Binge-Watching White Feminism
Rory Gilmore cries tears of shock into her coffee, because so much hate exists in the world that didn’t exist before. She knows, she’s searched all of Stars Hollow, including Jess’s coat pockets. First snow is soon. A different scarf and matching hat for each day of the week. Coffee and doughnuts to go, to get through this day and many more to come. Good thing denial is affordable, with help from wealthy grandparents.
Lorelai is brilliant. Lorelai says, Let’s go shopping to forget. Let’s brainstorm over an Orange Julius witty one-liners about other strong women who will rule the free world, after we finish the pro-con list for which pretty boy Rory should recommend dead white boy writers to over candlelit dinners. They eat too much before Friday night dinner again, subject themselves to Emily eye-rolls for being too full to eat. It’s okay, there’s lots to talk about, the stock market’s going crazy and there’s still so much anger to discover for the first time.
Rory shows Lane her latest byline, titled “So Much Hate,” about being rejected by a guy she fiercely and boldly asked out. She brought her foolproof charm, and it’s hard to understand what went wrong, aside from the world being unfair and riddled with mistakes. Lane agrees, so much hate, wonders when economic issues involved so many Swastikas. Lorelai calls in a panic, she’s searched the whole house and can’t find a single safety pin. Lane pulls a box from her secret floorboard storage, lends them safety pins in every color of the rainbow.
Rory cries into her week-old Chinese takeout because her Gwen Ifill tribute piece got pushed to page four. She worked hard to make it front-page worthy, had no doubt she was the perfect woman for the assignment, there’s no one more Gwen on staff than her. No one. She finds an eggroll in the bottom of her rice carton, and it’s a nice surprise to distract her from her stalled career and the marriage proposal she received and turned down last night. Patriarchy seems alive and well, in her neck of the woods. She wonders if moving to France would change anything.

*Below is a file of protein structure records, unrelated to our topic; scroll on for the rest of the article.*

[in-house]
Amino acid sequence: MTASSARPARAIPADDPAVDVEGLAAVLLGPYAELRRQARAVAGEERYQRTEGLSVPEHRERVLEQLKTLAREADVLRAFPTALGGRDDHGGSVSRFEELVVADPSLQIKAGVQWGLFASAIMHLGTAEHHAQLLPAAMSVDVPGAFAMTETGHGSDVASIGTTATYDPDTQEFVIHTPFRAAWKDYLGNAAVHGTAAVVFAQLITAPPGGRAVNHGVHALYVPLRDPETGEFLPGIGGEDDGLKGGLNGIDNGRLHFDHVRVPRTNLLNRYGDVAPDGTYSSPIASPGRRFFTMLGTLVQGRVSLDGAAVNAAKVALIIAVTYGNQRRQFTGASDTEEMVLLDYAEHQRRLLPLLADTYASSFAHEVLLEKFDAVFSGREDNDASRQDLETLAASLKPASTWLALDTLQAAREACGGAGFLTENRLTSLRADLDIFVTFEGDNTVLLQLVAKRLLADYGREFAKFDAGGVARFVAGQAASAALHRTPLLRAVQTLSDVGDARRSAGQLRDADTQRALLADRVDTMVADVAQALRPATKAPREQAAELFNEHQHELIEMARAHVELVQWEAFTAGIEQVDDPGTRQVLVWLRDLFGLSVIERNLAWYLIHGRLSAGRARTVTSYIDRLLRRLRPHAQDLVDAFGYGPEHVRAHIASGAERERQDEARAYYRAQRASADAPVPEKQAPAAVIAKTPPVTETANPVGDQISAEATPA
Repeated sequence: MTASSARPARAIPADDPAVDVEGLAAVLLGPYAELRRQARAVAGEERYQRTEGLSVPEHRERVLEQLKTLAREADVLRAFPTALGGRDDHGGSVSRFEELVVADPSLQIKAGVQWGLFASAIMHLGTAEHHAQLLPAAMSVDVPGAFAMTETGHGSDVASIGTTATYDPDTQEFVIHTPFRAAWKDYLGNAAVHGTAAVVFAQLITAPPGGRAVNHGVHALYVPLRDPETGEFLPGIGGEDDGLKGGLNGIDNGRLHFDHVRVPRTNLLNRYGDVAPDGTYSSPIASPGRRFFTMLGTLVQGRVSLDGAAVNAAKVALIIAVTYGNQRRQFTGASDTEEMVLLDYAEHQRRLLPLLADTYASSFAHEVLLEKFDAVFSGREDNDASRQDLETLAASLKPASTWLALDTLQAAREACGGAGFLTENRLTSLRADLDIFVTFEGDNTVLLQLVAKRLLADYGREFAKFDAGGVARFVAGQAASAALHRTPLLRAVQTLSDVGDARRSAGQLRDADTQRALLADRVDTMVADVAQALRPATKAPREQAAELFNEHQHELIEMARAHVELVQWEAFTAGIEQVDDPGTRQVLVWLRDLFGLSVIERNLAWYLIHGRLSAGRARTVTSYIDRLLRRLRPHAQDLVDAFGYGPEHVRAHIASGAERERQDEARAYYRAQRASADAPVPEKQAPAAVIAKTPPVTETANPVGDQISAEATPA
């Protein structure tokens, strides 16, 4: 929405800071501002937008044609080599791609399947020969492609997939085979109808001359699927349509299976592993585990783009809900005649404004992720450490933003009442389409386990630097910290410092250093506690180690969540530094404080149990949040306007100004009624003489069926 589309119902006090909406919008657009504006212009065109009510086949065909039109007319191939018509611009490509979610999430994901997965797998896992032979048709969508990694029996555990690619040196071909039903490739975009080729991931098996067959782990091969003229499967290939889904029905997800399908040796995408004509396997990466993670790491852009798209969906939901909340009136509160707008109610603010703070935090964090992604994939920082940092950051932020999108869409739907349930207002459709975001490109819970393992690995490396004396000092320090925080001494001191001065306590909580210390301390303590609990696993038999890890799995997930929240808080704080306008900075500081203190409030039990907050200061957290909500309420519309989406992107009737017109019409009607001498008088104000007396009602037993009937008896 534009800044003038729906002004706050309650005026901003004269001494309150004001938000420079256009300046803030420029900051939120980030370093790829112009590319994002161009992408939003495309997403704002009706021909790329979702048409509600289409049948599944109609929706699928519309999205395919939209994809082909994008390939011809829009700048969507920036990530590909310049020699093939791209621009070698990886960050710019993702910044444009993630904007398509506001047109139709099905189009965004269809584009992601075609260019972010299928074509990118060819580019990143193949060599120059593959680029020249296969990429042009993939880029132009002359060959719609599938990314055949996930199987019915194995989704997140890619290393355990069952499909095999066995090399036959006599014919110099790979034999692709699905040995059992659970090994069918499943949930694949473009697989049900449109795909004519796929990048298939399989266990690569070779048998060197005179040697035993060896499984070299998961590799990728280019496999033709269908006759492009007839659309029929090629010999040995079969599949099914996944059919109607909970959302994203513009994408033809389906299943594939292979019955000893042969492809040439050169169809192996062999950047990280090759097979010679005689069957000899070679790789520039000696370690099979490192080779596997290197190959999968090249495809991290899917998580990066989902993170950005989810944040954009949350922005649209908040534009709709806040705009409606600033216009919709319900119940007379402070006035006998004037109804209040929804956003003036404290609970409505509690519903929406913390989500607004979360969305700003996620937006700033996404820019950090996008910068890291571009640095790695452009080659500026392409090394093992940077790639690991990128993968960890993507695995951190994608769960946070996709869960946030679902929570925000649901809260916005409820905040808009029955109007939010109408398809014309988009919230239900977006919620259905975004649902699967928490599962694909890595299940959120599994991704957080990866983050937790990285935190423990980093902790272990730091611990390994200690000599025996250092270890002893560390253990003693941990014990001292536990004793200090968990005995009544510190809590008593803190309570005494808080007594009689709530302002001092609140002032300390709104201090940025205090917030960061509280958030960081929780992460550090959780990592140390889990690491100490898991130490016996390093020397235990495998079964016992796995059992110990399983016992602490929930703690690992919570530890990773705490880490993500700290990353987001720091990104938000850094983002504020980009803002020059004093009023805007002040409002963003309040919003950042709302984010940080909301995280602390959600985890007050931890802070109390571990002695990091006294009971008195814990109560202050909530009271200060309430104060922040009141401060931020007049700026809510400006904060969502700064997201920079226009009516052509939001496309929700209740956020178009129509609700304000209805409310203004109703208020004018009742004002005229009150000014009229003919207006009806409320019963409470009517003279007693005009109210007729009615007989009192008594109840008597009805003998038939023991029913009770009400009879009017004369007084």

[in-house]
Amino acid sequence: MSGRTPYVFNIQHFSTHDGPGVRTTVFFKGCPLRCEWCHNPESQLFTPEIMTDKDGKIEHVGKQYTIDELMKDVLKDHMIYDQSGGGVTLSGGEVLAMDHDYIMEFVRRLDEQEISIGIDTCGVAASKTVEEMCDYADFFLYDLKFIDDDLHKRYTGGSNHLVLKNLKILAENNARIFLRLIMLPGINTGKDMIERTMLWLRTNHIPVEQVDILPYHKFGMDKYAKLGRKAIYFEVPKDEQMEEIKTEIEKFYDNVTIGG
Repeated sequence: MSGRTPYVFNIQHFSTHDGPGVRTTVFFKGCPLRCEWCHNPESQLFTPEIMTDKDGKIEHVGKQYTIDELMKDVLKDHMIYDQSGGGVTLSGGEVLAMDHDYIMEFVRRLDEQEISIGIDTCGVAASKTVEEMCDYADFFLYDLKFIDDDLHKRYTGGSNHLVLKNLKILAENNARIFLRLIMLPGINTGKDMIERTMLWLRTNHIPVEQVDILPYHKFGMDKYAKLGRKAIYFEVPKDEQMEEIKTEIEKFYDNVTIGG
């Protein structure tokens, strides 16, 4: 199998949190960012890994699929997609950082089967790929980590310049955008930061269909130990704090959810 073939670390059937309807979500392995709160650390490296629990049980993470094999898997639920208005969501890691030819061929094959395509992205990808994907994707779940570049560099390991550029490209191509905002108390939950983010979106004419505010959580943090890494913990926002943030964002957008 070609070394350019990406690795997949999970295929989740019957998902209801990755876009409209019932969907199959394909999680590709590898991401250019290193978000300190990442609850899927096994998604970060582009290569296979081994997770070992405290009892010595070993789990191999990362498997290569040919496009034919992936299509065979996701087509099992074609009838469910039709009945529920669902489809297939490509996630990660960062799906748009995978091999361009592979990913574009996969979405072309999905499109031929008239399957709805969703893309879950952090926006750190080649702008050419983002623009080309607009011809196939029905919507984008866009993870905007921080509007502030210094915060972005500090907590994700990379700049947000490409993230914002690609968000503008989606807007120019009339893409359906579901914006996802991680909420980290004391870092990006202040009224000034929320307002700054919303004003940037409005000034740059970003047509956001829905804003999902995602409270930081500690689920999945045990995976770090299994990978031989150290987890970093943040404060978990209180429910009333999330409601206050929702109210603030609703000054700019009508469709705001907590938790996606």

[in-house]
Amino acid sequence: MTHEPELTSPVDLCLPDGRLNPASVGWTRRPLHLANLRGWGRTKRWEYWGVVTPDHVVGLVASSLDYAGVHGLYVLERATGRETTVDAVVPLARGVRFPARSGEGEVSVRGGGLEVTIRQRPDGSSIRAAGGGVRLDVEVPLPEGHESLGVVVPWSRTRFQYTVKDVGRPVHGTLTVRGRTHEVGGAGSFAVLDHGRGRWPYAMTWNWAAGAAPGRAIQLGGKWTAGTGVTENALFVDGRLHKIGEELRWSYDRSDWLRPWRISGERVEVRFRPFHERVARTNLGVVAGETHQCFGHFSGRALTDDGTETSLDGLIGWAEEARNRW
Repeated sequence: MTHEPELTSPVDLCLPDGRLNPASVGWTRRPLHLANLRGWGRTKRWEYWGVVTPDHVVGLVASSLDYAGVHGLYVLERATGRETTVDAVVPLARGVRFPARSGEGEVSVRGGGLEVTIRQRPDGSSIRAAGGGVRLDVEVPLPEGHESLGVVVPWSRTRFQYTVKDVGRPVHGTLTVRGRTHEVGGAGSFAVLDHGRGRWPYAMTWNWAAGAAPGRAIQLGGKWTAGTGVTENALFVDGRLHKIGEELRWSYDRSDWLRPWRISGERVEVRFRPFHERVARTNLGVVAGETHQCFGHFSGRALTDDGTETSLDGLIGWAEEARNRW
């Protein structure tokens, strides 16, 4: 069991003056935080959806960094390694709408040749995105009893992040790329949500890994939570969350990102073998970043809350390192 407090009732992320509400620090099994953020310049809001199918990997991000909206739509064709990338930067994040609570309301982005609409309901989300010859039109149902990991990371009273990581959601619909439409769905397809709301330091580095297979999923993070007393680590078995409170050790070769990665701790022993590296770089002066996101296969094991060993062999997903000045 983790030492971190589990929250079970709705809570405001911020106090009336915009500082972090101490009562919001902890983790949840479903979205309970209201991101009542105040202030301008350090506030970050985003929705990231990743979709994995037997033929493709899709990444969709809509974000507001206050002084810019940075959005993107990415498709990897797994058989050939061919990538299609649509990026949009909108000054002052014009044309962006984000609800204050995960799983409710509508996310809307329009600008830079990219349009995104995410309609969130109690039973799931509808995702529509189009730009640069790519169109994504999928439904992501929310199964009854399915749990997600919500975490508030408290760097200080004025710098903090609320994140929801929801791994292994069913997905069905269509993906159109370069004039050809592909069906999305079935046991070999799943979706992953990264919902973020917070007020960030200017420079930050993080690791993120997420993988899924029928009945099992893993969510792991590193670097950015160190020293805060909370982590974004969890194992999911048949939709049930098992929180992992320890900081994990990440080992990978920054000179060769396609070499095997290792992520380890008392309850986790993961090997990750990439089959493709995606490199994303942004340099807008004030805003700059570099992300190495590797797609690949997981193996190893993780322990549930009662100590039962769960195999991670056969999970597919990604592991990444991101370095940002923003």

Lorelai says, You don’t need page four. Let’s find you a new job. They gather their basic coffees and basic charm and quickly attract page ones, editors knocking on Rory’s door to beg for the chance to hire her. It’s magic, the way it comes together, much like the weather in Stars Hollow brightening to match their moods. Rory is assigned a Hamilton story, right away, and she’s thrilled to get free tickets to the show for the second time. She’ll write a superb review, she’ll use the word “edgy,” and it’ll make the front page, without a doubt.
Lorelai is in a Facebook war with her mother, because Emily finds the outfit she’s wearing in the selfie she posted that morning a bit too revealing. Lorelai meets Rory for coffee to discuss strategy, whines into her muffin that Emily started the fight. Rory fiercely takes her side and cites her first amendment right to post selfies wearing whatever she wants (but not topless, as Facebook doesn’t like that). It’s close to Thanksgiving, and they lament that this holiday will be particularly long and arduous, for them and maybe for others. Perhaps the best option this year is not following others’ leads, is staying in Stars Hollow for a multicultural takeout Thanksgiving dinner, just the two of them. Though that means one less dramatic story for Rory to include in her satirical feminist memoir, but she can always go to Greece and meet men with funny accents and write about that, instead.
Samantha Duncan is the author of four poetry chapbooks, including Playing One on TV (Hyacinth Girl Press, 2017) and The Birth Creatures (Agape Editions, 2016), and her fiction has appeared in Meridian, The Pinch, The Conium Review, and Flapperhouse. She serves as Executive Editor for ELJ Editions, reads for Gigantic Sequins, and lives in Houston.
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